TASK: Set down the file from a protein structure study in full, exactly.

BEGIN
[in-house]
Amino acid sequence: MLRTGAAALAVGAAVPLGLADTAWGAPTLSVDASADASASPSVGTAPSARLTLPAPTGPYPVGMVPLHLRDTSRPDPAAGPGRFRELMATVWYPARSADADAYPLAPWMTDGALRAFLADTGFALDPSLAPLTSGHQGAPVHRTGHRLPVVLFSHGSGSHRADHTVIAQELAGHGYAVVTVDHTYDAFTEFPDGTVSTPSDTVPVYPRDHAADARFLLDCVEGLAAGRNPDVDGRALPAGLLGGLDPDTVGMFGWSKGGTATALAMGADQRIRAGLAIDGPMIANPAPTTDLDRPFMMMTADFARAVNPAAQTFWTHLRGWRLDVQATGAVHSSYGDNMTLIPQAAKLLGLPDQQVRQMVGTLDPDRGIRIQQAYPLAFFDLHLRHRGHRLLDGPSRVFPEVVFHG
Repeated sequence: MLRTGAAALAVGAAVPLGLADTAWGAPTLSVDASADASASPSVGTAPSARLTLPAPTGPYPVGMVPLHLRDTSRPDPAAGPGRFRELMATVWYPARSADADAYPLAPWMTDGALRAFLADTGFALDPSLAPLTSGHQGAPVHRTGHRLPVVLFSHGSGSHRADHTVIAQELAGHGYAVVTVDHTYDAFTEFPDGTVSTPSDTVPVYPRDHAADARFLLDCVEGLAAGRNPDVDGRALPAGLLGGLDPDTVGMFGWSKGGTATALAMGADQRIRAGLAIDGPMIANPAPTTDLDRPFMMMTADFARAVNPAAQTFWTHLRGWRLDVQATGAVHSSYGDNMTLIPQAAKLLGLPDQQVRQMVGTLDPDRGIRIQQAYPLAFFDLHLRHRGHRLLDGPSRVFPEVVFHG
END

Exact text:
[in-house]
Amino acid sequence: MLRTGAAALAVGAAVPLGLADTAWGAPTLSVDASADASASPSVGTAPSARLTLPAPTGPYPVGMVPLHLRDTSRPDPAAGPGRFRELMATVWYPARSADADAYPLAPWMTDGALRAFLADTGFALDPSLAPLTSGHQGAPVHRTGHRLPVVLFSHGSGSHRADHTVIAQELAGHGYAVVTVDHTYDAFTEFPDGTVSTPSDTVPVYPRDHAADARFLLDCVEGLAAGRNPDVDGRALPAGLLGGLDPDTVGMFGWSKGGTATALAMGADQRIRAGLAIDGPMIANPAPTTDLDRPFMMMTADFARAVNPAAQTFWTHLRGWRLDVQATGAVHSSYGDNMTLIPQAAKLLGLPDQQVRQMVGTLDPDRGIRIQQAYPLAFFDLHLRHRGHRLLDGPSRVFPEVVFHG
Repeated sequence: MLRTGAAALAVGAAVPLGLADTAWGAPTLSVDASADASASPSVGTAPSARLTLPAPTGPYPVGMVPLHLRDTSRPDPAAGPGRFRELMATVWYPARSADADAYPLAPWMTDGALRAFLADTGFALDPSLAPLTSGHQGAPVHRTGHRLPVVLFSHGSGSHRADHTVIAQELAGHGYAVVTVDHTYDAFTEFPDGTVSTPSDTVPVYPRDHAADARFLLDCVEGLAAGRNPDVDGRALPAGLLGGLDPDTVGMFGWSKGGTATALAMGADQRIRAGLAIDGPMIANPAPTTDLDRPFMMMTADFARAVNPAAQTFWTHLRGWRLDVQATGAVHSSYGDNMTLIPQAAKLLGLPDQQVRQMVGTLDPDRGIRIQQAYPLAFFDLHLRHRGHRLLDGPSRVFPEVVFHG